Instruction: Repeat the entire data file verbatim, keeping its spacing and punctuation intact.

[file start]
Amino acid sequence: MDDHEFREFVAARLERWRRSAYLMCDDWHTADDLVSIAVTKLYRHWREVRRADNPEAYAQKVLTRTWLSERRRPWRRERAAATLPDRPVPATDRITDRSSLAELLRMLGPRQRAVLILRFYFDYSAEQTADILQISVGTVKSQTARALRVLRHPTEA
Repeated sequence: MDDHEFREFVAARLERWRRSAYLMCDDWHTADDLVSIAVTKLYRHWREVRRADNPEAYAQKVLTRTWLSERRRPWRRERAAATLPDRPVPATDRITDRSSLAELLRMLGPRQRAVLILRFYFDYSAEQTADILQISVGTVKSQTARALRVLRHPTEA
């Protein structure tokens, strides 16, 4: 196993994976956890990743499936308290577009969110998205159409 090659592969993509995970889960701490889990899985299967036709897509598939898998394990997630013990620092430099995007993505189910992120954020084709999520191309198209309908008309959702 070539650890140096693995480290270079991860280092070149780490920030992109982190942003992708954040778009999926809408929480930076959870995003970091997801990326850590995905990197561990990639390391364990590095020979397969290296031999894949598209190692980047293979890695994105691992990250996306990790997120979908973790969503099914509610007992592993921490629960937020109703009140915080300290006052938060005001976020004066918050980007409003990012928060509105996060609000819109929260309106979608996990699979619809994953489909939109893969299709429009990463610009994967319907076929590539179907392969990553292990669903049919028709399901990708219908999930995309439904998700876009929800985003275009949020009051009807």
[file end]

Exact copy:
Amino acid sequence: MDDHEFREFVAARLERWRRSAYLMCDDWHTADDLVSIAVTKLYRHWREVRRADNPEAYAQKVLTRTWLSERRRPWRRERAAATLPDRPVPATDRITDRSSLAELLRMLGPRQRAVLILRFYFDYSAEQTADILQISVGTVKSQTARALRVLRHPTEA
Repeated sequence: MDDHEFREFVAARLERWRRSAYLMCDDWHTADDLVSIAVTKLYRHWREVRRADNPEAYAQKVLTRTWLSERRRPWRRERAAATLPDRPVPATDRITDRSSLAELLRMLGPRQRAVLILRFYFDYSAEQTADILQISVGTVKSQTARALRVLRHPTEA
């Protein structure tokens, strides 16, 4: 196993994976956890990743499936308290577009969110998205159409 090659592969993509995970889960701490889990899985299967036709897509598939898998394990997630013990620092430099995007993505189910992120954020084709999520191309198209309908008309959702 070539650890140096693995480290270079991860280092070149780490920030992109982190942003992708954040778009999926809408929480930076959870995003970091997801990326850590995905990197561990990639390391364990590095020979397969290296031999894949598209190692980047293979890695994105691992990250996306990790997120979908973790969503099914509610007992592993921490629960937020109703009140915080300290006052938060005001976020004066918050980007409003990012928060509105996060609000819109929260309106979608996990699979619809994953489909939109893969299709429009990463610009994967319907076929590539179907392969990553292990669903049919028709399901990708219908999930995309439904998700876009929800985003275009949020009051009807």